Avatar in Havana?

February 14, 2010 Leave a comment Go to comments


The Chinese government prohibited the exhibition of the latest film by James Cameron, for they fear that the allegories of the Avatar may stimulate the revolt of millions of people against the successors of Mao Tse Tung.  The Havana mandarins did not see similar ghosts in the spectacular narration from the creator of Terminator and Titanic; we already enjoyed it on television and dozens of digital copies circulate throughout the country from hand to hand.

And that is how I just saw it, without 3D glasses like New York or Beijing- thanks to a pirated copy that circulates on a CD.  My first impression was fascination.  The second was more quiet.  Here goes my review.

It is a sci-fi thriller, a super-production with spectacular special effects, about encounters between humans and aliens from the planet Pandora, where a group of scientists are investigating the natives, while the military aboard the expedition are occupying the territory after the results.  One doctor (Grace), a mutilated sergeant (Jack), and a colonel are the foreign protagonists.  The daughter of the tribal chief and her relatives complete the rest of the plot.  Its development depends on a virtual passage by means of a team that produces the avatar — a living being that is made to act by another and interacts with the natives.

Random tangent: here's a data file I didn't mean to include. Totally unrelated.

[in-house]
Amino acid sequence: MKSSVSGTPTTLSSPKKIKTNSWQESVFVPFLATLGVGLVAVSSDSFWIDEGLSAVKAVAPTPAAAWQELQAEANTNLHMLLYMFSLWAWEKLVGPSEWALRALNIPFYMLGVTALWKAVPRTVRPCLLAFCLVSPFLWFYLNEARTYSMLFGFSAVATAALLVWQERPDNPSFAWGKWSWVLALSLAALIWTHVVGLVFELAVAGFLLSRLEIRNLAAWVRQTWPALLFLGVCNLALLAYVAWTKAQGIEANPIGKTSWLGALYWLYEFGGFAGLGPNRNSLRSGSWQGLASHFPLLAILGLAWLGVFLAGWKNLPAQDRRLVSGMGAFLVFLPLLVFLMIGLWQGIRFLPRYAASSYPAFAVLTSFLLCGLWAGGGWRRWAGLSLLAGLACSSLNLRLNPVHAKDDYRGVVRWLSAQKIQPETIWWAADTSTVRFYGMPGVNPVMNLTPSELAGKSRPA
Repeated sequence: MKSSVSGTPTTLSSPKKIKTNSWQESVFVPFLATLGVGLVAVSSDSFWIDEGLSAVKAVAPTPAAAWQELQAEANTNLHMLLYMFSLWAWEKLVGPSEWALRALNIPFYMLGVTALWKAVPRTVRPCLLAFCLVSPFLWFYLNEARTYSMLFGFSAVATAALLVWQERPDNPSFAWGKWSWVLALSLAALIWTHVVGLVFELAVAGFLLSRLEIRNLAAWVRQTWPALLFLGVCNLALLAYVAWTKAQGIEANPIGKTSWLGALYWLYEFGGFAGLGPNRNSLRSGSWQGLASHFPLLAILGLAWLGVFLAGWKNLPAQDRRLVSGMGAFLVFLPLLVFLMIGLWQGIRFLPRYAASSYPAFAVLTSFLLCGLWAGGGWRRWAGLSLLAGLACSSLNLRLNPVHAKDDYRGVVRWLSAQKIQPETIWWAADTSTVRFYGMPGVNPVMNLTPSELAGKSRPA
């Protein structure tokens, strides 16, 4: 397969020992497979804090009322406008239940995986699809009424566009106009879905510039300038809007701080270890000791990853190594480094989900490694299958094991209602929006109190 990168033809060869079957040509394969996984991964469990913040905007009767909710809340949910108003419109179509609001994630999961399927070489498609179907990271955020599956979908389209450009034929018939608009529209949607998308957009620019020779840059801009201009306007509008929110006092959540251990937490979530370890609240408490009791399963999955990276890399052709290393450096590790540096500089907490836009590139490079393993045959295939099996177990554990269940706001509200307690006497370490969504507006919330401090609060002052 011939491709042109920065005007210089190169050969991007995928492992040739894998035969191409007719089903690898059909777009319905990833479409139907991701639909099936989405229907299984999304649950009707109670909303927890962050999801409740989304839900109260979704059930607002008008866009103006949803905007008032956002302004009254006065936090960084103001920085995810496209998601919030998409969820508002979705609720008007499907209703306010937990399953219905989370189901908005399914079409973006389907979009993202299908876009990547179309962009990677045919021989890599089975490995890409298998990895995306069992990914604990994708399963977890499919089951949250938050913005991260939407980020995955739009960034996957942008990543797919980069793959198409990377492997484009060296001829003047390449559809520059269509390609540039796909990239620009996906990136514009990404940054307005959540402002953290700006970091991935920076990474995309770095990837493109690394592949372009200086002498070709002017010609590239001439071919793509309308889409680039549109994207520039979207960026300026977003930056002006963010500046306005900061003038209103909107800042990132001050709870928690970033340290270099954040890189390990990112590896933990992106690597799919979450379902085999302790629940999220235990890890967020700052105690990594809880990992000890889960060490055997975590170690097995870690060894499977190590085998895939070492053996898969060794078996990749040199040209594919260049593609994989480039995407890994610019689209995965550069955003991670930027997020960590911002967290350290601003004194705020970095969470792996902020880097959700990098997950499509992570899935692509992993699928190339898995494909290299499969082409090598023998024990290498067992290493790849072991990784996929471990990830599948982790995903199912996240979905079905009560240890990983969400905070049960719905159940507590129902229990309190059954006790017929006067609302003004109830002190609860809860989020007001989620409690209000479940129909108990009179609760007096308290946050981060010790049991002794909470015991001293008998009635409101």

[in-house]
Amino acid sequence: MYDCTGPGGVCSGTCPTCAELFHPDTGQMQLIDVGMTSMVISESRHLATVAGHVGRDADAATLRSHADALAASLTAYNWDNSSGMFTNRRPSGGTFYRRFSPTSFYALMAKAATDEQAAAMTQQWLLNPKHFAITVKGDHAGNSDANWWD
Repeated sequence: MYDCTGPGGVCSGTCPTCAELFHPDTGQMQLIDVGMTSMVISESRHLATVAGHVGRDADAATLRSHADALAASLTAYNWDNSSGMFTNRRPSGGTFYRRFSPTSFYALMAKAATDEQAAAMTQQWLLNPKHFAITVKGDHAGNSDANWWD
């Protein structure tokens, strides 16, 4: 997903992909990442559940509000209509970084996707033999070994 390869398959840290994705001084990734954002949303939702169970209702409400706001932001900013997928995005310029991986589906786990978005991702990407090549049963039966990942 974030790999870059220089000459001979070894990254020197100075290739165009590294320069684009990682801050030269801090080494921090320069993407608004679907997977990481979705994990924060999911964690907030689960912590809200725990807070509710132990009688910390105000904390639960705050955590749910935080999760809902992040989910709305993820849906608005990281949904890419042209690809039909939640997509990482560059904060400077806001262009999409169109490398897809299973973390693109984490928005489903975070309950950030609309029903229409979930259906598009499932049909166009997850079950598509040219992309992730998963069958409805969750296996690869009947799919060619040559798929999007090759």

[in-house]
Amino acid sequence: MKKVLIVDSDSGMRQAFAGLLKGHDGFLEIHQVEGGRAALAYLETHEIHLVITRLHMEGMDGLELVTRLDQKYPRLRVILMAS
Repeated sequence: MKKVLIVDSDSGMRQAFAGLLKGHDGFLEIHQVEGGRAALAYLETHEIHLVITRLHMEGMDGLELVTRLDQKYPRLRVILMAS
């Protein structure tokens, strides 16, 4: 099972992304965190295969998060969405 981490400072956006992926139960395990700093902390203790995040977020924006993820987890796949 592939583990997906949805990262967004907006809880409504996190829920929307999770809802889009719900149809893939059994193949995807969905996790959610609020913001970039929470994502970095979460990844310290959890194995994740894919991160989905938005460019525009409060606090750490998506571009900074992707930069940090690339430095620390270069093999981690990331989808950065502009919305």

Avatar is a visual story that is entertaining and pleasant, with beautiful scenery and pyrotechnical editing that revive certain myths of the past and certain anxieties of present time, like the issue of the environment, energy sources, and space exploration.  The terrestrial machinery that works against the tribe from Na’vi, blue and athletic beings who live in harmony with nature, evokes the “Noble Savage” of JJ. Rousseau and resurfaces the notion of “our fault” of human advancement that destroyed prior civilizations.

But the script of James Cameron, friend of ambiguity, accomplishes a conciliatory solution.  The love between the avatar and the young Na’vi girl changes his mission, which then takes sides with the tribe and confronts the troops that are attempting to take over the allusive blue planet.  In the last moment of the film, the young Jack wins over the trust of Toruk (God of the Sky) and unites other clans of Pandora that eventually help achieve liberation.

Despite some rehashing of old themes, the movie is full of creativity and generates controversies of political, religious, and social interest.  The usage of special High Definition cameras, capable of various filming techniques in unison, lends to a sensation of profound images and of spectacular actions, generating more than 50% of the $237,000,000 it cost, which was recuperated during the first days of exhibition throughout theaters in the US.

It’s worth watching and enjoying Avatar — another gift from the North American film industry.  We don’t know if it will ever reach the dark theaters of our island, but the new project by James Cameron is already going around in videos and computers.  A little bit of art does a lot of good in this insular Pandora.

Translated by Raul G.

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